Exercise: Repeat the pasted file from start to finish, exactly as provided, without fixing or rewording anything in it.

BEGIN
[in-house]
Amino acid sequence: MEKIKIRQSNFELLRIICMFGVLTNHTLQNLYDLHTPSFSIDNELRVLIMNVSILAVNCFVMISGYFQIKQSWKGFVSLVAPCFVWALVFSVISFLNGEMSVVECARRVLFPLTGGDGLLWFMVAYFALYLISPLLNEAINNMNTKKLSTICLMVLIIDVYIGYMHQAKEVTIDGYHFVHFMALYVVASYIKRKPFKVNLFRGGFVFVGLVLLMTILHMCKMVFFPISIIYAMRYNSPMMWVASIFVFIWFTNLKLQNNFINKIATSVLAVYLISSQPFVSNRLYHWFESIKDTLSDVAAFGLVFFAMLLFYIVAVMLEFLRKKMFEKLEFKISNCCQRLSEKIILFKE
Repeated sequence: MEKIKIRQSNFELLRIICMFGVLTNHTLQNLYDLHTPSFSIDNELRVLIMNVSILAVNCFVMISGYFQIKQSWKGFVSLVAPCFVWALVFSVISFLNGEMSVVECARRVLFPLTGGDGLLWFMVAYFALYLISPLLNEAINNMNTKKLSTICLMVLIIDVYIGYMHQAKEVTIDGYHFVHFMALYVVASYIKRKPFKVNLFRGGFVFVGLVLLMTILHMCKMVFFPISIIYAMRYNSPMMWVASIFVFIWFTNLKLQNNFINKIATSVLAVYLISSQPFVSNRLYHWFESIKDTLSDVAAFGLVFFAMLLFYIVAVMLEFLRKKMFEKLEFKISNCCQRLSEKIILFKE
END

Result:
[in-house]
Amino acid sequence: MEKIKIRQSNFELLRIICMFGVLTNHTLQNLYDLHTPSFSIDNELRVLIMNVSILAVNCFVMISGYFQIKQSWKGFVSLVAPCFVWALVFSVISFLNGEMSVVECARRVLFPLTGGDGLLWFMVAYFALYLISPLLNEAINNMNTKKLSTICLMVLIIDVYIGYMHQAKEVTIDGYHFVHFMALYVVASYIKRKPFKVNLFRGGFVFVGLVLLMTILHMCKMVFFPISIIYAMRYNSPMMWVASIFVFIWFTNLKLQNNFINKIATSVLAVYLISSQPFVSNRLYHWFESIKDTLSDVAAFGLVFFAMLLFYIVAVMLEFLRKKMFEKLEFKISNCCQRLSEKIILFKE
Repeated sequence: MEKIKIRQSNFELLRIICMFGVLTNHTLQNLYDLHTPSFSIDNELRVLIMNVSILAVNCFVMISGYFQIKQSWKGFVSLVAPCFVWALVFSVISFLNGEMSVVECARRVLFPLTGGDGLLWFMVAYFALYLISPLLNEAINNMNTKKLSTICLMVLIIDVYIGYMHQAKEVTIDGYHFVHFMALYVVASYIKRKPFKVNLFRGGFVFVGLVLLMTILHMCKMVFFPISIIYAMRYNSPMMWVASIFVFIWFTNLKLQNNFINKIATSVLAVYLISSQPFVSNRLYHWFESIKDTLSDVAAFGLVFFAMLLFYIVAVMLEFLRKKMFEKLEFKISNCCQRLSEKIILFKE